Through the Looking Glass: Finding Home
By Rohan Chaudhary
Published on Friday, May 18, 2012
Before Dartmouth, I lived in nine different homes in six different cities. So, upon coming to Dartmouth, I should have been ready for the constant change that comes with the D-Plan. I wanted constancy here, but I ended up with instability. In the past four years, I studied abroad four times. Between June 2009 and January 2012, I never lived in the same room for more than 10 weeks, usually less.
It wasn’t always this way, though. For my first five terms at Dartmouth, I remained in Hanover with no time away. Since then, I’ve only been on campus for six terms. But during sophomore fall, with the close group of friends I had developed, it all felt right.
Then fall rush put us in different houses, and winter put us in different countries. After the winter abroad, I lived in my fraternity for the spring and summer, growing farther apart from my old friends. At the same time, my friends were also disappearing more into their fraternities, making the gap even larger.
At the end of my sophomore summer, I realized I’d be spending the fall and winter abroad, and I barely had anything to show for it. My 10X bucket list was almost completely unchecked. I had barely met any new ’12s. Where had the time gone?
I wasn’t quite ready to leave, but I had no choice at that point. I spent seven months away. I went on two FSPs, spent 10 weeks in the western U.S. and Canada and 10 weeks in Costa Rica, replete with spectacular experiences and fantastic memories. And then I returned to Dartmouth.
Every time I returned to campus before, I felt that I was returning home. On the Dartmouth Coach, I found friends to sit near. I saw familiar faces as we approached campus. And that feeling when I first saw the Green in the evening twilight, with Baker-Berry towering behind it — that was the best feeling in the world.
But by junior spring, I felt homeless. I knew nobody on the bus. I saw no familiar faces on campus. Over 1,100 people I had never met before were suddenly Dartmouth students — they had already run around the bonfire and built the snow sculpture. I felt so distant.
My first week back on campus was an extended audition. My friendships were only as strong as the way I greeted people the first time I saw them, only as strong as those brief preliminary conversations. Some friends I had made during sophomore summer didn’t even seem to recognize me.
And it just got worse. I took three lab classes and went inactive in my fraternity, which was now occupied by 20-odd new pledges whom I barely knew. I lived in a single on an anonymous floor of upperclassmen. This was not home. Those 10 weeks were the loneliest and most miserable of my life. I spent many late nights lying in bed with pessimistic tears flowing down my cheeks. I wondered if I could ever enjoy this place again and how I would be able to make it through senior year.
But I still spent the summer here, relaxing, detoxing and doing research. And when I realized I didn’t need to take classes senior fall, I began planning my next term abroad.
Leading a DOC Trip this past fall, though, rekindled my love for this school and its students. Sitting on the Leech Field surrounded by happy people, I never wanted to leave.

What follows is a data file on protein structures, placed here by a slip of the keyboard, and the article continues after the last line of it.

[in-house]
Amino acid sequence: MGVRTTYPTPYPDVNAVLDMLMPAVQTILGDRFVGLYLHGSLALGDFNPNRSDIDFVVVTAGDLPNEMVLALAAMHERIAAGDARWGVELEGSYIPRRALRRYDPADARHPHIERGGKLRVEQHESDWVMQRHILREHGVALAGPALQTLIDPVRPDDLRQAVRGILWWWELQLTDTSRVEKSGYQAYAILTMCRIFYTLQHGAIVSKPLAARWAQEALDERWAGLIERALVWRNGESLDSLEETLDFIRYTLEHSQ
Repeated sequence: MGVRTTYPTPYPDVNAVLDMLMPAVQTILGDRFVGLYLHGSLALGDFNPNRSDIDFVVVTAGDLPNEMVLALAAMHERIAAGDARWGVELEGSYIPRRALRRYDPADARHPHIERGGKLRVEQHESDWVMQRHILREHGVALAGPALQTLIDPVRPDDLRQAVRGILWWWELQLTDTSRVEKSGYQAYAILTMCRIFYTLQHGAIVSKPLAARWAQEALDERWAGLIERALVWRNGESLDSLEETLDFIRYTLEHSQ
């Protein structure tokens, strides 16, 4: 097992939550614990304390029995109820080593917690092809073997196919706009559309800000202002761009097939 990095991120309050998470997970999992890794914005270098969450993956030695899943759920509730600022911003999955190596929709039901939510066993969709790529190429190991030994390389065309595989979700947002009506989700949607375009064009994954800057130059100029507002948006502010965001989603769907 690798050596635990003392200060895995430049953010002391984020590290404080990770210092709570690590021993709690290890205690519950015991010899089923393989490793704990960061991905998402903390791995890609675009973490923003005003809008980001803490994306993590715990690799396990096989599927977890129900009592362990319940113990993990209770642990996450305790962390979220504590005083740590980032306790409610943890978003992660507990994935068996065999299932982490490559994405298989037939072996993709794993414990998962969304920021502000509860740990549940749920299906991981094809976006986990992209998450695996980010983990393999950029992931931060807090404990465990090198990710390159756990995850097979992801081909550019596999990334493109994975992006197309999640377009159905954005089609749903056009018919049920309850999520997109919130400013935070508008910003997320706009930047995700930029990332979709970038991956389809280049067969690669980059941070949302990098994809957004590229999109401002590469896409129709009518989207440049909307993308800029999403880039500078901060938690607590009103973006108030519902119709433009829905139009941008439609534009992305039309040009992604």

But of course, just as quickly as I fell in love with Dartmouth, just as quickly as I could say hello to friends I hadn’t seen in over a year, I was leaving again. I experienced the best 10 weeks of my life abroad before returning to a cold and once again lonely place for the winter, forced to suffer through my least favorite class I have taken at Dartmouth.
Finally, this spring, my last term on campus, things have started to fall into place. I am not taking classes, and with my free time, I am trying desperately to rekindle friendships that died during my many absences. I’m also trying to experience more of the Dartmouth I’ve missed, but what I have realized is that there is just too much of it. I need 12 more terms here, 35 more classes. I want to get involved in organizations I never tried or fully committed to, to meet new friends and to spend time with old ones.
I would love being on campus if it meant spending time around those who really matter to me. But whether it is school work, extracurriculars or love of basements (which I don’t share), I’ve found that people have very little free time for me.
But in spite of it all, I fully encourage everyone to study abroad multiple times. More generally, though, be sure to take advantage of the ridiculous amount of opportunities Dartmouth has. But don’t be afraid to slow down. Get a meal with that friend you haven’t seen in weeks or years. Go to that cool event you read about in the D2U blitz. Eat that free food in Rocky. But, most of all, do what feels right. Not just what feels right in the moment, but what will feel right tomorrow, maybe even next year.
And you know what? It felt oddly right to go abroad four times and to move every 10 weeks at Dartmouth. It feels right to be on campus now, and it will even feel right to commence my new life on June 10, no matter where that new life will take me or how often that destination will change.
I can only hope your life feels right, and you are ready for your June 10, whenever it comes along.
Rohan Chaudhary ’12 knows very little, aside from the fact that he knows very little. Blitz him before he graduates and maybe you can teach him a thing or two before the real world tears him apart! He would be honred to meet you, learn your story, and share his.